Project Overview

A big hole in a plasterboard wall doesn’t have to mean a big repair bill. If you can learn a few basic steps, it is a job you can do yourself. We will teach you how to patch the hole and plaster over the patch to make the hole invisible. 
Continue to step-by-step instructions

Step by Step Instructions

1 Install timber battens behind the large hole in plasterboard
2 Use a piece of plasterboard to cover the large hole
  • Step 1. Install timber battens behind the large hole in plasterboard

    Measure the height of your hole and cut two timber battens that are 200mm longer. This will give you 100mm of overlap on each end. Put the battens into the wall cavity behind the hole and secure them by driving screws through the plaster into the timber overlaps. Use two screws on each end and drive them slightly below the surface of the plasterboard so that they ‘countersink’.
  • Step 2. Use a piece of plasterboard to cover the large hole

    Measure the dimensions of your hole and trim a piece of plasterboard to fit. Hold the trimmed piece on your timber battens and screw it into place. Once again, drive your screws far enough in so that they ‘countersink’ just below the surface.

Tools and Materials

Tools

  • Circular saw
  • Drill
  • Dust mask
  • Ear muffs
  • Gloves
  • Hammer
  • Hawk
  • Impact driver
  • Jab saw
  • Measuring tape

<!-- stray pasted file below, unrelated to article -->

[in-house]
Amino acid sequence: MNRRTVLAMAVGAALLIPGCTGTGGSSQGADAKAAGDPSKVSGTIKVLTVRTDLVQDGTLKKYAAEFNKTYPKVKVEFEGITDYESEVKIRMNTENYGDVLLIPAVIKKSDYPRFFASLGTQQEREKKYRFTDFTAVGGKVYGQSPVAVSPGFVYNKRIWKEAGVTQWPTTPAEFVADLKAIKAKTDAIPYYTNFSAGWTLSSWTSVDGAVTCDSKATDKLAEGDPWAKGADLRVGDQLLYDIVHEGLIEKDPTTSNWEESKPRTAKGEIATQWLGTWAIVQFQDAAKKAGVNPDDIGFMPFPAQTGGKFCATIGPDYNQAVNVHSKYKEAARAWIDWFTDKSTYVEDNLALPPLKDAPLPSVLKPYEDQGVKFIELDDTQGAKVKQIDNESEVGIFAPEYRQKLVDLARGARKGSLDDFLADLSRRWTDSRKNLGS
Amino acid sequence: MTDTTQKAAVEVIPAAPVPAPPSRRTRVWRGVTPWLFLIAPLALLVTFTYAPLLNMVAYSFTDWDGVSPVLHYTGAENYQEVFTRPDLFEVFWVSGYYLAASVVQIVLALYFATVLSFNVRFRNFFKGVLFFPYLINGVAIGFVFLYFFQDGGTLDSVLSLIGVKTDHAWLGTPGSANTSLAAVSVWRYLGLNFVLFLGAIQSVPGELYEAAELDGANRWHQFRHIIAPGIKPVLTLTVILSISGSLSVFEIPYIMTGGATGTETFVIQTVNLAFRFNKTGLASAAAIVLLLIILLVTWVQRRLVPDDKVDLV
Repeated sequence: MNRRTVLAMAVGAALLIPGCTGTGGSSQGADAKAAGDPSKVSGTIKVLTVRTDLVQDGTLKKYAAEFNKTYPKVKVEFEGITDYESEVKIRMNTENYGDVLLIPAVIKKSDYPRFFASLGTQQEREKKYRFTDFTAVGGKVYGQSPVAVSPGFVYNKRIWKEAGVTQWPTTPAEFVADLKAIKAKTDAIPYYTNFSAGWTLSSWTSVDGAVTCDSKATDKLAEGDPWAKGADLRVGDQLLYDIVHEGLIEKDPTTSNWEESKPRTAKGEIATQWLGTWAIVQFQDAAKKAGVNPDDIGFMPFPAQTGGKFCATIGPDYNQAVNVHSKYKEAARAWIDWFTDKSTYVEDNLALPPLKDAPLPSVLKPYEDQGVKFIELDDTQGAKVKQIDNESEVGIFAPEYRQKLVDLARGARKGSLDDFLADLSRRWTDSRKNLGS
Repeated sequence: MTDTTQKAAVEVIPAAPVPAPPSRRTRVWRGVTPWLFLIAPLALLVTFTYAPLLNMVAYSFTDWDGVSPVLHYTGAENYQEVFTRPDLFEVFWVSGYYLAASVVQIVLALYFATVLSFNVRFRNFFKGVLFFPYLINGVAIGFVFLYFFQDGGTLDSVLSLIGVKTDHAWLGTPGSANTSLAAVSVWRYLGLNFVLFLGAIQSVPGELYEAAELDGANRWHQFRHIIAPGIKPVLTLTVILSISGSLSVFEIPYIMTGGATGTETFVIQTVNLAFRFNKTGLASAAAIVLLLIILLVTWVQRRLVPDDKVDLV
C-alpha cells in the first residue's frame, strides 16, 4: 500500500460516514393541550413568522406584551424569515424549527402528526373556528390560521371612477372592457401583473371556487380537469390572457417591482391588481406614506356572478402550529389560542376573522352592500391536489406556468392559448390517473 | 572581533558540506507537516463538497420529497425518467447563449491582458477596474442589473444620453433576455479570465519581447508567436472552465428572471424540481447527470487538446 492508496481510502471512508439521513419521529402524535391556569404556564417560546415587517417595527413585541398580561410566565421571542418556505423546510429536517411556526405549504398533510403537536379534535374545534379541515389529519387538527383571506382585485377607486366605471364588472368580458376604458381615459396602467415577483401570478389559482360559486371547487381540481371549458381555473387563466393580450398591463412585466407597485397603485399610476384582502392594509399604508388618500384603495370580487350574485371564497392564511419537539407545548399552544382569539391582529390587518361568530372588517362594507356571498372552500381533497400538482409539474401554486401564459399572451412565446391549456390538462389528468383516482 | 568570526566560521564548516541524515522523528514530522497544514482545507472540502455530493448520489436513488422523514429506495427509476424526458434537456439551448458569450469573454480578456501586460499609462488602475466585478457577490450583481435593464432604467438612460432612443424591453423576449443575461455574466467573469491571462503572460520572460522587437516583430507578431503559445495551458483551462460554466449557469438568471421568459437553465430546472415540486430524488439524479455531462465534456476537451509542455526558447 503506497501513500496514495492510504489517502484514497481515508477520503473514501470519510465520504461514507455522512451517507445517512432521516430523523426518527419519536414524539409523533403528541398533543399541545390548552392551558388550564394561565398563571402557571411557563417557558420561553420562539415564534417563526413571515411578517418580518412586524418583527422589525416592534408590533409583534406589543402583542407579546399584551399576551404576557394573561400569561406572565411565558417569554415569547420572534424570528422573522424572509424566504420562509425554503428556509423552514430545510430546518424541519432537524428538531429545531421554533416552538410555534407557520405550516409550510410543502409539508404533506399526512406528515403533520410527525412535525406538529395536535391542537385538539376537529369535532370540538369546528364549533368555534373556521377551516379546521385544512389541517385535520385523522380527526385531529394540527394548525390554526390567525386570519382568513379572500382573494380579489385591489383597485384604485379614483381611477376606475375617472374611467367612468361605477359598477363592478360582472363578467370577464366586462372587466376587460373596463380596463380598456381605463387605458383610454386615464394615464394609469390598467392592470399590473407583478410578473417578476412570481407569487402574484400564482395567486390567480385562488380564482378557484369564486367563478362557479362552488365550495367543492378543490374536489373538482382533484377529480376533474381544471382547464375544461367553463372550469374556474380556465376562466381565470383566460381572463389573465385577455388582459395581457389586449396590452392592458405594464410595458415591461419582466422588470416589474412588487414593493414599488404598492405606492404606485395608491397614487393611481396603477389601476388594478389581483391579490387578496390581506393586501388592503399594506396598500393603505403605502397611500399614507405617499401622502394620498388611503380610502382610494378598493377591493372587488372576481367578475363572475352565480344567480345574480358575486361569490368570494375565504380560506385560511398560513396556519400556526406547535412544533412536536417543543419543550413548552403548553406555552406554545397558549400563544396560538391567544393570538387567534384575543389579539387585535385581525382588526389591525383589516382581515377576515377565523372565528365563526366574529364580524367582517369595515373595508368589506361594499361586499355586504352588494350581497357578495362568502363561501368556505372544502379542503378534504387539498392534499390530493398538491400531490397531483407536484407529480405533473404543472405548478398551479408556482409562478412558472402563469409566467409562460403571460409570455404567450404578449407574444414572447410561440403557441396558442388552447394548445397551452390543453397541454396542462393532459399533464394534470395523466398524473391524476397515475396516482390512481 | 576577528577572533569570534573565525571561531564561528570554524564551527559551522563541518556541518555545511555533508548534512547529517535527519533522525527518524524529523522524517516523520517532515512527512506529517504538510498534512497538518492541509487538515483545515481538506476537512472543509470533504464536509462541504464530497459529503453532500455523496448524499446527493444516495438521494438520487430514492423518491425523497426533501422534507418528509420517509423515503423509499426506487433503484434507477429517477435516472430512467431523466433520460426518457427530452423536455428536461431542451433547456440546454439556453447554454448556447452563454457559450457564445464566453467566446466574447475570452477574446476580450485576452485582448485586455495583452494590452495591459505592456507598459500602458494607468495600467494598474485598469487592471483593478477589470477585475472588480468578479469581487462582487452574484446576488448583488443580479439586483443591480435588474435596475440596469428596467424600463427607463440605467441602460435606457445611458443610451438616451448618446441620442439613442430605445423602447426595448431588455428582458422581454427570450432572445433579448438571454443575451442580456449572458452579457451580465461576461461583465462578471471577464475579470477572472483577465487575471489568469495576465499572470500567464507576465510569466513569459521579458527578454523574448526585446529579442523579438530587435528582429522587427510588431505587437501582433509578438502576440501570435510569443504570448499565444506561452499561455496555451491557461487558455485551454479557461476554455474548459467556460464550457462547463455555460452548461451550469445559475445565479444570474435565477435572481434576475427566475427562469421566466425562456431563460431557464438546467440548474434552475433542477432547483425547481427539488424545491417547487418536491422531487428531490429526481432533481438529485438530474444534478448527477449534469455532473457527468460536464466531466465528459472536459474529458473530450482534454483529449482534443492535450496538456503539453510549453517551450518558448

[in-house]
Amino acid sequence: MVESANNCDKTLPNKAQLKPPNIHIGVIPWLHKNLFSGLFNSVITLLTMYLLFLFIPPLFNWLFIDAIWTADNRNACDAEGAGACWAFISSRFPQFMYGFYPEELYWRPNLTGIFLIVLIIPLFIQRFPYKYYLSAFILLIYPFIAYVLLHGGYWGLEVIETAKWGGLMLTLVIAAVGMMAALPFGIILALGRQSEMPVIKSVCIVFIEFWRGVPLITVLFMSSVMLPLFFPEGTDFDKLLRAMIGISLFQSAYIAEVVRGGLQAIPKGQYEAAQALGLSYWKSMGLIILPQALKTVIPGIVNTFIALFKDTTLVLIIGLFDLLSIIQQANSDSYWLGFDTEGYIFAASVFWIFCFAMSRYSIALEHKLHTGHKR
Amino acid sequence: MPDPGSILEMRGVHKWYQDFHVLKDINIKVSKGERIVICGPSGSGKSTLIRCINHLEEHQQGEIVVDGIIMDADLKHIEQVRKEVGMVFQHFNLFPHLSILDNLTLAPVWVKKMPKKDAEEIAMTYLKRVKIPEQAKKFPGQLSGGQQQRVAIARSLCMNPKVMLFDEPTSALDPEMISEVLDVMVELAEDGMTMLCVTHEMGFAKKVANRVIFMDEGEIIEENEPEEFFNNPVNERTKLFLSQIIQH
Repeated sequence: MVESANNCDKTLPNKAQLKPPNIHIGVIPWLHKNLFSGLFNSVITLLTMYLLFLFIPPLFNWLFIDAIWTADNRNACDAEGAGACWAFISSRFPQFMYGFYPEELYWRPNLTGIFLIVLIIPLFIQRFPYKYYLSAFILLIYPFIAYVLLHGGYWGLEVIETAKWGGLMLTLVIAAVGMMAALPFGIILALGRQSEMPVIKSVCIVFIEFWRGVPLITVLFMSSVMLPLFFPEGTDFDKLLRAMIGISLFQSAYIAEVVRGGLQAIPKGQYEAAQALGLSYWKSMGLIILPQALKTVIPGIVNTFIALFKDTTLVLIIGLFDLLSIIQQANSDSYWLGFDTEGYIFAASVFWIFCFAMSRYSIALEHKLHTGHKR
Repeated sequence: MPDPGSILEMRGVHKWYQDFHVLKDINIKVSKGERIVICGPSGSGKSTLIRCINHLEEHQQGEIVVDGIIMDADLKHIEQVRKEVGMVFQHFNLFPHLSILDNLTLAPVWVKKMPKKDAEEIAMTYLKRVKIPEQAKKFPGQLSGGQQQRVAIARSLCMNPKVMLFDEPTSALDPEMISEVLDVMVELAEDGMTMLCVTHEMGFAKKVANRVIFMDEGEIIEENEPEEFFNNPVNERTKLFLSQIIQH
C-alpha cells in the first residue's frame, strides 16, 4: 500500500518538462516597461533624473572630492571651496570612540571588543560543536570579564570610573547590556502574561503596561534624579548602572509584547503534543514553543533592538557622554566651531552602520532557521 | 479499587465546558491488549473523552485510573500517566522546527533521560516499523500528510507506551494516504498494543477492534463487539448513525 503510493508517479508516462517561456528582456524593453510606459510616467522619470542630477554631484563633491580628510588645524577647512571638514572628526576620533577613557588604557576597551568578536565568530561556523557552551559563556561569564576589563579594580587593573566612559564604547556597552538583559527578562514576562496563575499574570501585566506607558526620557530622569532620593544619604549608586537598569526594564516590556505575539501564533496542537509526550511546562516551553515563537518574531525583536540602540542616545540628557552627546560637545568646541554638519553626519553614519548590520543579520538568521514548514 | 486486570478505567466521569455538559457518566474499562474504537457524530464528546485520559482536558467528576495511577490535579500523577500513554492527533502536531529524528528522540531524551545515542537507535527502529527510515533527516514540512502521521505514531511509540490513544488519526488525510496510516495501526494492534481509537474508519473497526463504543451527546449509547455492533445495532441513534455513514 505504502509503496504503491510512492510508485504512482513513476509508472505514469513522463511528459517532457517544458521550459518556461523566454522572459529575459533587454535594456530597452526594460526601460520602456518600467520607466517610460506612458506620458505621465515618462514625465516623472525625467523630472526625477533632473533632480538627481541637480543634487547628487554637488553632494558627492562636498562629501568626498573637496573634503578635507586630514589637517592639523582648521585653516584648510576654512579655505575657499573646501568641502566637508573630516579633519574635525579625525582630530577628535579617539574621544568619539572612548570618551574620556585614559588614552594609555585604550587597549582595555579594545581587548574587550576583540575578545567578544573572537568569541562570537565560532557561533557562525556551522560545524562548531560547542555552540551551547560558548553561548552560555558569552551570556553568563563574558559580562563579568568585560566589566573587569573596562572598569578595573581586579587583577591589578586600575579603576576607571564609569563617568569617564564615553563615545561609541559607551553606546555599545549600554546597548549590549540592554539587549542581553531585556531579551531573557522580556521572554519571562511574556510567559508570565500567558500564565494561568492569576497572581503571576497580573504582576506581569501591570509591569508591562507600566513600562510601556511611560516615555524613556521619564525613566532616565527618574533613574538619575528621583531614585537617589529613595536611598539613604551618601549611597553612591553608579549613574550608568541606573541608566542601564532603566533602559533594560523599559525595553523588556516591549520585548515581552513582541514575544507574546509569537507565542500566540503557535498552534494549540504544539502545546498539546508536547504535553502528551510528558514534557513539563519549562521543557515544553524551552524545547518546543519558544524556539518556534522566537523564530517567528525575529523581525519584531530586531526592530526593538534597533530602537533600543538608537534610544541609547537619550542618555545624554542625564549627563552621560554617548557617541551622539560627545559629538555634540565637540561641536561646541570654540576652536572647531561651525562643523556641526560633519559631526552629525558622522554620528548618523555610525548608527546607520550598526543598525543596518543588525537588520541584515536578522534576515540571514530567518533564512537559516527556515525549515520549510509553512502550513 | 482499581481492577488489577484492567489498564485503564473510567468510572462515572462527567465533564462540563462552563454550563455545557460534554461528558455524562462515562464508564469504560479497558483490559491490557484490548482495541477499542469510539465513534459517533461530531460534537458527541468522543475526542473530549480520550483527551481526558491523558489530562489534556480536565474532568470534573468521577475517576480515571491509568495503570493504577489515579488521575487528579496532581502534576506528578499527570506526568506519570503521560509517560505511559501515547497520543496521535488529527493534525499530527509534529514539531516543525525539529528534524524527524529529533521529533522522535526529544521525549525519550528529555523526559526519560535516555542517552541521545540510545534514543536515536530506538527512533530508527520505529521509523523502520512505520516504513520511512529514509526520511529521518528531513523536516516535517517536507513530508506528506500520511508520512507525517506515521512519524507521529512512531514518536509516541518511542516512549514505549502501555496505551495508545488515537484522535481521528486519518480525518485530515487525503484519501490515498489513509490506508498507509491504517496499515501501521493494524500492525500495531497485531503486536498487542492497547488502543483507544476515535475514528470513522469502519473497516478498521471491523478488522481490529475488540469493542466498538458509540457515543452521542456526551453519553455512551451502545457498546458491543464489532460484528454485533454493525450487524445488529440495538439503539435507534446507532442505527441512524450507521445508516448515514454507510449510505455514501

• Pencil
  • Plaster tape
  • Safety glasses
  • Sandpaper
  • Trimming knife

Materials

  • Circular saw
  • Drill
  • Dust mask
  • Ear muffs
  • Gloves
  • Hammer
  • Hawk
  • Impact driver
  • Jab saw
  • Measuring tape
  • Pencil
  • Plaster tape
  • Safety glasses
  • Sandpaper
  • Trimming knife

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Health & Safety

Please make sure you use all equipment appropriately and safely when following the advice in these D.I.Y. videos. You need to be familiar with how to use equipment safely and follow the instructions that came with the equipment. If you are unsure, you may feel it is safest to consult an expert, such as the manufacturer or an expert Bunnings Team Member.

Grave health hazards are linked to asbestos, which may be in homes built up to 1990. Health hazards may result from exposure to lead-based paints in older materials and copper chromium arsenic (CCA) treated timber. For information on the dangers of asbestos, lead-based paint and CCA treated timber and tips for dealing with these materials contact your local council's Environmental Health Officer or visit our Health & Safety page. You can also use a simple test kit from Bunnings to indicate the presence of lead-based paint Test.
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